Real, Volume 1

Real, Volume 1Creator: Takehiko Inoue
U.S. publisher: Viz Media
ISBN: 9781421519890
Released: July 2008
Original release: 2001
Awards: Japan Media Arts Award

When I first began reading Takehiko Inoue’s manga series Real it was simply because it was the only work of his that my local library had at the time. I was already familiar with and loved Inoue’s fantastic artwork but I hadn’t actually yet read any of his manga. The series that I really wanted to read was Vagabond, but it happened to be Real that was more readily available. Little did I know that Real would not only end up being my favorite series by Inoue, it would become one of my favorite manga period. I honestly believe that Real is one of the best comics currently being released in English. The first volume of Real was published in Japan in 2001, the same year that Inoue won a Japan Media Arts Award for the series. Viz Media released the English-language edition of Real, Volume 1 in 2008 under its Signature imprint.

Ever since he quit the Nishi High School basketball team, nothing seems to be going right for Tomomi Nomiya. His life is changed forever when he is involved in a motorcycle accident. Nomiya comes through it relatively unharmed, at least physically, but Natsumi Yamashita, the young woman who was riding with him, is no longer able to walk. While visiting her at the hospital Nomiya meets Kiyoharu Togawa, another young man who, like him, has a passion for basketball. He’s incredibly talented, but with only one leg it’s wheelchair basketball that has become his outlet. Thus begins a somewhat antagonistic friendship between Togawa and Nomiya. And then there is Hisanobu Takahashi, one of Nomiya’s former classmates and the current captain of Nishi High’s basketball team. He may have the skills on the court, but he has an extremely arrogant attitude and delights in making Nomiya and his friends miserable. But soon he’ll have some serious challenges to face in his own life as well.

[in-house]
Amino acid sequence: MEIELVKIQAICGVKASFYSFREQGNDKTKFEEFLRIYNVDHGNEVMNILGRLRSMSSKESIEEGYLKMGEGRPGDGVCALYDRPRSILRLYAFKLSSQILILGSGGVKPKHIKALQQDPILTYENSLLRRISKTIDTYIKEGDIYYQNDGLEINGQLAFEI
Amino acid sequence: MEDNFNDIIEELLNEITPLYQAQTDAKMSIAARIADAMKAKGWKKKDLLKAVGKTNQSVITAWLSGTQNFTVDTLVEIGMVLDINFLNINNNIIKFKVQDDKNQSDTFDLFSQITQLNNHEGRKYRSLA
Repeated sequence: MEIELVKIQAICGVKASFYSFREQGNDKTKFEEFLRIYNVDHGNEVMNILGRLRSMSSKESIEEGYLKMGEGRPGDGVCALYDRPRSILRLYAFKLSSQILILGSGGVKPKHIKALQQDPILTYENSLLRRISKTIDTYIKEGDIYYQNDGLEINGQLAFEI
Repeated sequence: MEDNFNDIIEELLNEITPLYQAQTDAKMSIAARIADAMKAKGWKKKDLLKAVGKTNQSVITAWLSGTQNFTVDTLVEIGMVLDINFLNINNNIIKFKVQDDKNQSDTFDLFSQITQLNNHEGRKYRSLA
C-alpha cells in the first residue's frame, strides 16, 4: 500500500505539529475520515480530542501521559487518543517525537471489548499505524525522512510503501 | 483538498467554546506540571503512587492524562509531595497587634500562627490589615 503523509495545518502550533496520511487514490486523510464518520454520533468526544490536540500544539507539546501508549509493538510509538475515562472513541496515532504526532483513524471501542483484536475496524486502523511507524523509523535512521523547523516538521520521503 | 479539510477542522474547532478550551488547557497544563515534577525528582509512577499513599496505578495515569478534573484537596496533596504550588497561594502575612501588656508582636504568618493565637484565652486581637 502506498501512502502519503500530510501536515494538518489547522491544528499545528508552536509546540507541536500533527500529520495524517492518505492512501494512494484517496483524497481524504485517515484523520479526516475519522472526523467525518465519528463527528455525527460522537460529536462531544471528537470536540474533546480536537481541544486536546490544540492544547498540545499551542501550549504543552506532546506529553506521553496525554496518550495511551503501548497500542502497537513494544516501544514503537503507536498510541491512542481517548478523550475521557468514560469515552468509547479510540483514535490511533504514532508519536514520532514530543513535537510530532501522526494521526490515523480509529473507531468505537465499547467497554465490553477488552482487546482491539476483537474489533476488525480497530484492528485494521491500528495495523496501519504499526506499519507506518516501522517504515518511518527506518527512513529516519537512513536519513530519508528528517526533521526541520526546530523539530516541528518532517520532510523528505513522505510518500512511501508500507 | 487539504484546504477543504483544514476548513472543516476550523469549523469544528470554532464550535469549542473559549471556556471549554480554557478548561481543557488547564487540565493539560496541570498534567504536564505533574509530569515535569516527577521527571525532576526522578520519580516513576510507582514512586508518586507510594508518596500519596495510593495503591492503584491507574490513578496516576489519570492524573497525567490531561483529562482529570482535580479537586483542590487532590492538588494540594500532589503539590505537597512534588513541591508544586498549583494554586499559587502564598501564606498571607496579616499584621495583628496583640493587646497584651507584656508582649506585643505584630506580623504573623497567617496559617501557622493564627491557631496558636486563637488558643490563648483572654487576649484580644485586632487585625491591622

In general, Inoue’s artwork in tends to be very realistic, with a particular focus on characters and their designs. This is certainly true for Real, and his style suits a story that emphasizes real-life issues as the source of its drama incredibly well. The characters’ personalities and attitudes can easily be determined by their actions and how they are drawn. When Nomiya is first introduced, he seems to be nothing more than a delinquent. And to some extent he is a delinquent, frequently getting into fights and finding ways to scam rich kids out of their money. But he is also exceptionally kindhearted and accepting of others. Nomiya’s facial expressions and body language range from pure anger to utter delight. Togawa, on the other hand, more often than not has a smirk or sneer on his face and barely manages to suppress his extreme irritation. He has absolutely no patience for people who can’t take themselves or what they are doing seriously and it shows. At times Nomiya and Togawa’s respective intensity can be both frightening and exhilarating.

At its heart Real is very much a manga about its characters and how they deal with the challenges and setbacks in their lives. Basketball is simply a part of that because the game is important to the characters as individuals. The first volume of Real does an excellent job of introducing the main players of the series—Nomiya, Togawa, and Takahashi. In one way or another, each one of them is searching for some direction in their lives. It is their passion for basketball that provides some of that needed purpose. Nomiya struggles a great deal with the guilt he feels over the incident that cost Natsumi the use of her legs; his love of basketball is the only thing that really remains from before the accident. Togawa holds onto a tremendous amount of anger that playing basketball helps to keep under control. As for Takahashi, his talent for basketball was one of the few things that secured his popularity. But even considering the important role that basketball plays in Real, it is not at all necessary to be a fan of the game to be able to appreciate the manga.


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